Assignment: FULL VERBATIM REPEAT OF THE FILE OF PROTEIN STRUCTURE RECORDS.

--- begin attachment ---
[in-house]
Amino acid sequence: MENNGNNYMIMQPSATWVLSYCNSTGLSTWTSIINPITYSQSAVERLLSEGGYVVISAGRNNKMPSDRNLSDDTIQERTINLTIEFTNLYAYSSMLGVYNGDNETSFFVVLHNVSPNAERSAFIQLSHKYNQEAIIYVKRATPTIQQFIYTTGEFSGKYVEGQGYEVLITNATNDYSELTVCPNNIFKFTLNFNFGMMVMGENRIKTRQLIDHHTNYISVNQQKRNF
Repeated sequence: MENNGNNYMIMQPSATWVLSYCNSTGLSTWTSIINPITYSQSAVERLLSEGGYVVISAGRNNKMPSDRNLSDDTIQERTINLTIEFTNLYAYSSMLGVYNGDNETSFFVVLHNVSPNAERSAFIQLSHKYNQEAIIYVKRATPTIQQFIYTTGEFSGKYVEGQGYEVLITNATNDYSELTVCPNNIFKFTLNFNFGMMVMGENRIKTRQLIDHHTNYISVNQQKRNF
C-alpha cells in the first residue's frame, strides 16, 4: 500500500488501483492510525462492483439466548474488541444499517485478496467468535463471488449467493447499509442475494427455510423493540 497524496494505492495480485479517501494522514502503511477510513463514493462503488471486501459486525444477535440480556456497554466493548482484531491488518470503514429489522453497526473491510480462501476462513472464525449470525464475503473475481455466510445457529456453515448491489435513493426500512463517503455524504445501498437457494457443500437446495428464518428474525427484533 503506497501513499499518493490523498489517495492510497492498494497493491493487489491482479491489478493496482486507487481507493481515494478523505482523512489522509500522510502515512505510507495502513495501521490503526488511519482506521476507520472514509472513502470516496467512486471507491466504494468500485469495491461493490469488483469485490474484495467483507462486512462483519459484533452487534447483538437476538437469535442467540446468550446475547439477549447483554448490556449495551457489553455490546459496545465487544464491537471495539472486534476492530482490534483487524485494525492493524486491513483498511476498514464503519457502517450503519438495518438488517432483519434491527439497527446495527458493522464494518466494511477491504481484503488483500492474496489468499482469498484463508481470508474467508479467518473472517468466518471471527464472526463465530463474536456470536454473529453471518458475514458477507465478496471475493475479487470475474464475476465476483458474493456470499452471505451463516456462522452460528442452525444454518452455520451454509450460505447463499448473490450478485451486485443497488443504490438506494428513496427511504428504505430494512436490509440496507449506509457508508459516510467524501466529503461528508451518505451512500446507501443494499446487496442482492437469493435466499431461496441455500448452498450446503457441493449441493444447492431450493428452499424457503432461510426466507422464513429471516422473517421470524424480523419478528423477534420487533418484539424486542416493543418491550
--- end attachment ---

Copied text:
[in-house]
Amino acid sequence: MENNGNNYMIMQPSATWVLSYCNSTGLSTWTSIINPITYSQSAVERLLSEGGYVVISAGRNNKMPSDRNLSDDTIQERTINLTIEFTNLYAYSSMLGVYNGDNETSFFVVLHNVSPNAERSAFIQLSHKYNQEAIIYVKRATPTIQQFIYTTGEFSGKYVEGQGYEVLITNATNDYSELTVCPNNIFKFTLNFNFGMMVMGENRIKTRQLIDHHTNYISVNQQKRNF
Repeated sequence: MENNGNNYMIMQPSATWVLSYCNSTGLSTWTSIINPITYSQSAVERLLSEGGYVVISAGRNNKMPSDRNLSDDTIQERTINLTIEFTNLYAYSSMLGVYNGDNETSFFVVLHNVSPNAERSAFIQLSHKYNQEAIIYVKRATPTIQQFIYTTGEFSGKYVEGQGYEVLITNATNDYSELTVCPNNIFKFTLNFNFGMMVMGENRIKTRQLIDHHTNYISVNQQKRNF
C-alpha cells in the first residue's frame, strides 16, 4: 500500500488501483492510525462492483439466548474488541444499517485478496467468535463471488449467493447499509442475494427455510423493540 497524496494505492495480485479517501494522514502503511477510513463514493462503488471486501459486525444477535440480556456497554466493548482484531491488518470503514429489522453497526473491510480462501476462513472464525449470525464475503473475481455466510445457529456453515448491489435513493426500512463517503455524504445501498437457494457443500437446495428464518428474525427484533 503506497501513499499518493490523498489517495492510497492498494497493491493487489491482479491489478493496482486507487481507493481515494478523505482523512489522509500522510502515512505510507495502513495501521490503526488511519482506521476507520472514509472513502470516496467512486471507491466504494468500485469495491461493490469488483469485490474484495467483507462486512462483519459484533452487534447483538437476538437469535442467540446468550446475547439477549447483554448490556449495551457489553455490546459496545465487544464491537471495539472486534476492530482490534483487524485494525492493524486491513483498511476498514464503519457502517450503519438495518438488517432483519434491527439497527446495527458493522464494518466494511477491504481484503488483500492474496489468499482469498484463508481470508474467508479467518473472517468466518471471527464472526463465530463474536456470536454473529453471518458475514458477507465478496471475493475479487470475474464475476465476483458474493456470499452471505451463516456462522452460528442452525444454518452455520451454509450460505447463499448473490450478485451486485443497488443504490438506494428513496427511504428504505430494512436490509440496507449506509457508508459516510467524501466529503461528508451518505451512500446507501443494499446487496442482492437469493435466499431461496441455500448452498450446503457441493449441493444447492431450493428452499424457503432461510426466507422464513429471516422473517421470524424480523419478528423477534420487533418484539424486542416493543418491550